In 1854, the year of the Crimean War, Bright reached the zenith of his oratorical power, and at the same time touched the nadir of his popularity. Public opinion was setting strongly against Russia. In stemming the tide of war the so-called ‘Manchester school’ had a difficult task, and was severely criticized. The idea of the ‘balance of power’ made little appeal to Bright; and as a Quaker he was reluctant to see England interfering in a quarrel which did not seem to concern her. The satirists indeed scoffed unfairly at the doctrine of ‘Peace at any price’; for Bright was content to put aside the principle and to argue the case on pure political expediency. But his attacks on the wars of the last century were too often couched in an offensive tone with personal references to the peerages won in them, and he spoke at times too bitterly of the diplomatic profession and especially of our ambassador at Constantinople. Nothing shows so clearly the danger of the imperfect education which was forced on Bright by necessity, and which he had done so much to remedy, as his attitude to foreign and imperial politics. In his home he had too readily imbibed the crude notion that our Empire existed to provide careers for the needy cadets of aristocratic families, and that our foreign policy was inspired by self-seeking officials who cared little for moral principles or for the lives of their fellow countrymen. A few months spent with Lord Canning at Calcutta, or with the Lawrences at Lahore, frequent intercourse with men of the calibre of Lord Lyons or Lord Cromer, would have enlightened him on the subject and prevented him from uttering the unwarranted imputations which he did. Yet in his great parliamentary speeches of 1854 he rose high above all pettiness and made a deep impression on a hostile house. Damaging though his speech of December 22 was to the Government, no minister attempted to reply. Palmerston, Russell, and Gladstone, with all their power, were unequal to the task. Disraeli told Bright that a few more such speeches ‘would break up the Government’; and Delane, the famous editor of The Times, wrote that ‘Cobden and Bright would be our ministers but for their principle of peace at any price’.
But Bright was not thinking of office or of breaking up Governments: he was thinking of the practical end in view. His next great speech was on February 23, 1855, when a faint hope of peace appeared. It was most conciliatory in tone, and was a solemn appeal to Palmerston to use his influence in ending the war. This was known as ‘the Angel of Death’ speech, from a famous passage which occurs in it. At the end he was ‘overloaded with compliments’, but the minister, who was hampered by Russian intrigues with Napoleon, seemed deaf to all appeals, and Bright again returned to the attack. Till the last days of the war, he continued to raise his voice on behalf of peace; but his exertions had told on his strength, and for the greater part of two years he had to abandon public life and devote himself to recovering his health.
Six years later he was to prove that ‘peace at any price’ was no fair description of his attitude. The Southern States of America seceded on the question of State rights and the institution of slavery, and the Federal Government declared war on them as rebels. This time it was not a war for the balance of power, but one fought to vindicate a moral principle, and Bright was strongly in favour of fighting it to a finish. For different reasons most of our countrymen favoured the South, but he appealed for British sympathy for the other side, on the ground that no true Briton could abet slavery. He was the most prominent supporter of the North, for long the only prominent one, but he gradually made converts and did much to wipe away the reproach which attached to the name of Englishmen in America, when the North triumphed in the end. The war ended in 1865 with the surrender of General Lee at Appomattox, and Bright wrote in his journal, ‘This great triumph of the Republic is the event of our age’.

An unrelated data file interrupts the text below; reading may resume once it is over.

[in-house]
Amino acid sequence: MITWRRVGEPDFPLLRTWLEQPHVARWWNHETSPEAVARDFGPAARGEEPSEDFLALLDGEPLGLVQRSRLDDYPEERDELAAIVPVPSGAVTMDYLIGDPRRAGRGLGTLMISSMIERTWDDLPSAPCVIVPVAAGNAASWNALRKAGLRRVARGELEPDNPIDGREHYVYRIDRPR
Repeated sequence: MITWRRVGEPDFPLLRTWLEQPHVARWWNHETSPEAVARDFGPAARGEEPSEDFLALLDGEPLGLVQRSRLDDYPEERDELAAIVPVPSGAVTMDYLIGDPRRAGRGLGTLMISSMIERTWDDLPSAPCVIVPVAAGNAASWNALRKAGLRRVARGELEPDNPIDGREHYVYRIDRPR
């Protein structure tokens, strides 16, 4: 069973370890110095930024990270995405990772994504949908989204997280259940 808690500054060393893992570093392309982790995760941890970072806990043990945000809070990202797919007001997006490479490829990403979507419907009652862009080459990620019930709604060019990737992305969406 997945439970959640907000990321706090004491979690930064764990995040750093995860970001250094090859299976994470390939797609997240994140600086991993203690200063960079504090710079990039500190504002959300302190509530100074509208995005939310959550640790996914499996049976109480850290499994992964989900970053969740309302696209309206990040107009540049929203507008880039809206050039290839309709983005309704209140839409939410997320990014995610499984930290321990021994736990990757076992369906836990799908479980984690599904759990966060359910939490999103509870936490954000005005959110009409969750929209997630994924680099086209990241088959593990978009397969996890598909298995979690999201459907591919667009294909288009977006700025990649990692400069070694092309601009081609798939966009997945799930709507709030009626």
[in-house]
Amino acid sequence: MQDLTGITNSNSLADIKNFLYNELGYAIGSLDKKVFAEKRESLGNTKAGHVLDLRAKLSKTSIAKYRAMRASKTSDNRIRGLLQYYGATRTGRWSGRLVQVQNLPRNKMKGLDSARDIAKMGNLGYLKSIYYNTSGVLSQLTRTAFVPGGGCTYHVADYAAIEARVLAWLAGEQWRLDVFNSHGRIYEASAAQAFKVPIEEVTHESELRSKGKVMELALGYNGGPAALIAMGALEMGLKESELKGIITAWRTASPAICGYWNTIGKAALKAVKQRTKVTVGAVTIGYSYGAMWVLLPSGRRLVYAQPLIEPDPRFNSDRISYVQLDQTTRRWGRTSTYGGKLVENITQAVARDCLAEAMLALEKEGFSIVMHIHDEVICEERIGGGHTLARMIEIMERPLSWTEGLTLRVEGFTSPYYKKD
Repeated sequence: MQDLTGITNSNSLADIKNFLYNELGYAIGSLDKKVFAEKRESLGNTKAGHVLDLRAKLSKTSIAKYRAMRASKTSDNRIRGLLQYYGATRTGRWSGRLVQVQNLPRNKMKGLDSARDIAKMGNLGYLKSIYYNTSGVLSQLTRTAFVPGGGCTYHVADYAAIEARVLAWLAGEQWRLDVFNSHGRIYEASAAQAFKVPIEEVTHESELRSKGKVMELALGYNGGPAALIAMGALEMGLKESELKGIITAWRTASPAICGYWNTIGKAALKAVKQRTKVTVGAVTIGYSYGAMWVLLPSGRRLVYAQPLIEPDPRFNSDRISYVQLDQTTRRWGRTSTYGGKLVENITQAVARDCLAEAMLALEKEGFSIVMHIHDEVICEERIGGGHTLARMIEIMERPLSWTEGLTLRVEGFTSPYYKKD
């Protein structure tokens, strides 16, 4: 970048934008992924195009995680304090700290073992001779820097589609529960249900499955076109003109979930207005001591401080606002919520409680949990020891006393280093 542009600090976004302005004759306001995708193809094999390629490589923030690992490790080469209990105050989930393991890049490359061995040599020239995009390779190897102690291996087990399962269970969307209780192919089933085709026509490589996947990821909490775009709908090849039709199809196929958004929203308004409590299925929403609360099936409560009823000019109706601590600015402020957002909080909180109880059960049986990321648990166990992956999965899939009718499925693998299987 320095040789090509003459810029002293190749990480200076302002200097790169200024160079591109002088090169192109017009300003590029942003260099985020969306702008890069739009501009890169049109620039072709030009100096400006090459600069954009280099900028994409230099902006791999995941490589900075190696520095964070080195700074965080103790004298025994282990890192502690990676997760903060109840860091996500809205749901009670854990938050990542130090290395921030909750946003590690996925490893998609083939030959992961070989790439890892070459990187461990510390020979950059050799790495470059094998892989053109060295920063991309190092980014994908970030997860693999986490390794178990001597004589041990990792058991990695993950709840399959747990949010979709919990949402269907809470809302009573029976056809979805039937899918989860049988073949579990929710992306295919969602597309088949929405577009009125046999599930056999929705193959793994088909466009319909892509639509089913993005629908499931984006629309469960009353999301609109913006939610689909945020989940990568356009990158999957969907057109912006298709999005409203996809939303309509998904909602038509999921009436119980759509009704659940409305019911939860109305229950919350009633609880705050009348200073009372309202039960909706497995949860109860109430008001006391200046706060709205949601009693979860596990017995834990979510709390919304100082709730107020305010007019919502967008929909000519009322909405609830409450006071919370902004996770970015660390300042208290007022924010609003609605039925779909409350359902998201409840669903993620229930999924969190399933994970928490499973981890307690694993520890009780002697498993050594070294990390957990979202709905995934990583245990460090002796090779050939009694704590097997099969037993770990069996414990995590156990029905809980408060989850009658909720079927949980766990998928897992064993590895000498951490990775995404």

But long before 1865 the question of Reform and of the extension of the franchise had been revived. Gladstone might speak in favour of the principle in 1864; Russell might introduce a Reform Bill in 1866; a year later Disraeli might ‘dish the Whigs’; and Whig and Tory might wrangle over the question who were the friends of the ‘working man’, but Bright had made his position clear to his friends in 1846. He began a popular movement in 1849 and for the next fifteen years of his life it was the object dearest to his heart. He was not afraid to walk alone. When his old fellow worker, Cobden, refused his aid, on the ground that he was not convinced of the need for extending the franchise, Bright himself assumed the lead and bore the brunt of the battle. Till 1865 his main obstacle was Palmerston, who since he took the helm in the worst days of the Crimean War and conducted the ship of State into harbour, occupied an impregnable position. Palmerston was dear to ‘the man in the street’, shared his prejudices and understood his humours; and nothing could make him into a serious Democrat or reformer. Even after Palmerston’s death, Bright’s chief opponent was to be found in the Whig ranks, in Robert Lowe, who was a master of parliamentary eloquence and who managed, in 1866, to wreck Lord John Russell’s Reform Bill in the House. But Bright had his revenge in the country. Such meetings as ensued in the great provincial towns had not been seen for twenty years: the middle class and the artisans were fused as in the great Repeal struggle of 1846. At Glasgow as many as 150,000 men paraded outside the town, and no hall could contain the thousands who wished to hear the great Tribune. He claimed that eighty-four per cent. of his countrymen were still excluded from the vote, and he bluntly asserted that the existing House of Commons did not represent ‘the intelligence and the justice of the nation, but the prejudices, the privileges, and the selfishness, of a class’.